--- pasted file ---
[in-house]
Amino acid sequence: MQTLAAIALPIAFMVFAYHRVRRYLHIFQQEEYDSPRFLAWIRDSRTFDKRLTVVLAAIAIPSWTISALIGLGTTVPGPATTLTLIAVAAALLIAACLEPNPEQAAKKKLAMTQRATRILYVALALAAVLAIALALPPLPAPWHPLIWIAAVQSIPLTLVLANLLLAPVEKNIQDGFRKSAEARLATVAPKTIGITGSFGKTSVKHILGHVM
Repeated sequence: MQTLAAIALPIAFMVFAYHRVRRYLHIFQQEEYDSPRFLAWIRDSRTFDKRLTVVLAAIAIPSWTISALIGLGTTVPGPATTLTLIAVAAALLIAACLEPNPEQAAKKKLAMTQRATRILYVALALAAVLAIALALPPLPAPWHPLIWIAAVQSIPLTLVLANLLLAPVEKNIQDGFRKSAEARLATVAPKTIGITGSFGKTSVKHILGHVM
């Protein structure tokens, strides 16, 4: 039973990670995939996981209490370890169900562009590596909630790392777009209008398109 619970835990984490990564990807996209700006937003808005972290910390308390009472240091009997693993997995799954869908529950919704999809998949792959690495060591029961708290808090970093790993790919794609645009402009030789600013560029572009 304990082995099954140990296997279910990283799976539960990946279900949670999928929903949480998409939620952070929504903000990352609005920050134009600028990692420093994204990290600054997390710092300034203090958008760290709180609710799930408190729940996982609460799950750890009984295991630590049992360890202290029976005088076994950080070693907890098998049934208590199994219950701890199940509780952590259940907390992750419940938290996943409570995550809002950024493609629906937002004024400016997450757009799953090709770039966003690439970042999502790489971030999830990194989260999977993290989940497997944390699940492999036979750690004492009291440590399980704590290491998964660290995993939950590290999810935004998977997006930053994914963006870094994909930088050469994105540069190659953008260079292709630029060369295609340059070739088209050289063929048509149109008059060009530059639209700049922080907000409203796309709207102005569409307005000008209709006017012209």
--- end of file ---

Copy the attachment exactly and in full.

[in-house]
Amino acid sequence: MQTLAAIALPIAFMVFAYHRVRRYLHIFQQEEYDSPRFLAWIRDSRTFDKRLTVVLAAIAIPSWTISALIGLGTTVPGPATTLTLIAVAAALLIAACLEPNPEQAAKKKLAMTQRATRILYVALALAAVLAIALALPPLPAPWHPLIWIAAVQSIPLTLVLANLLLAPVEKNIQDGFRKSAEARLATVAPKTIGITGSFGKTSVKHILGHVM
Repeated sequence: MQTLAAIALPIAFMVFAYHRVRRYLHIFQQEEYDSPRFLAWIRDSRTFDKRLTVVLAAIAIPSWTISALIGLGTTVPGPATTLTLIAVAAALLIAACLEPNPEQAAKKKLAMTQRATRILYVALALAAVLAIALALPPLPAPWHPLIWIAAVQSIPLTLVLANLLLAPVEKNIQDGFRKSAEARLATVAPKTIGITGSFGKTSVKHILGHVM
């Protein structure tokens, strides 16, 4: 039973990670995939996981209490370890169900562009590596909630790392777009209008398109 619970835990984490990564990807996209700006937003808005972290910390308390009472240091009997693993997995799954869908529950919704999809998949792959690495060591029961708290808090970093790993790919794609645009402009030789600013560029572009 304990082995099954140990296997279910990283799976539960990946279900949670999928929903949480998409939620952070929504903000990352609005920050134009600028990692420093994204990290600054997390710092300034203090958008760290709180609710799930408190729940996982609460799950750890009984295991630590049992360890202290029976005088076994950080070693907890098998049934208590199994219950701890199940509780952590259940907390992750419940938290996943409570995550809002950024493609629906937002004024400016997450757009799953090709770039966003690439970042999502790489971030999830990194989260999977993290989940497997944390699940492999036979750690004492009291440590399980704590290491998964660290995993939950590290999810935004998977997006930053994914963006870094994909930088050469994105540069190659953008260079292709630029060369295609340059070739088209050289063929048509149109008059060009530059639209700049922080907000409203796309709207102005569409307005000008209709006017012209």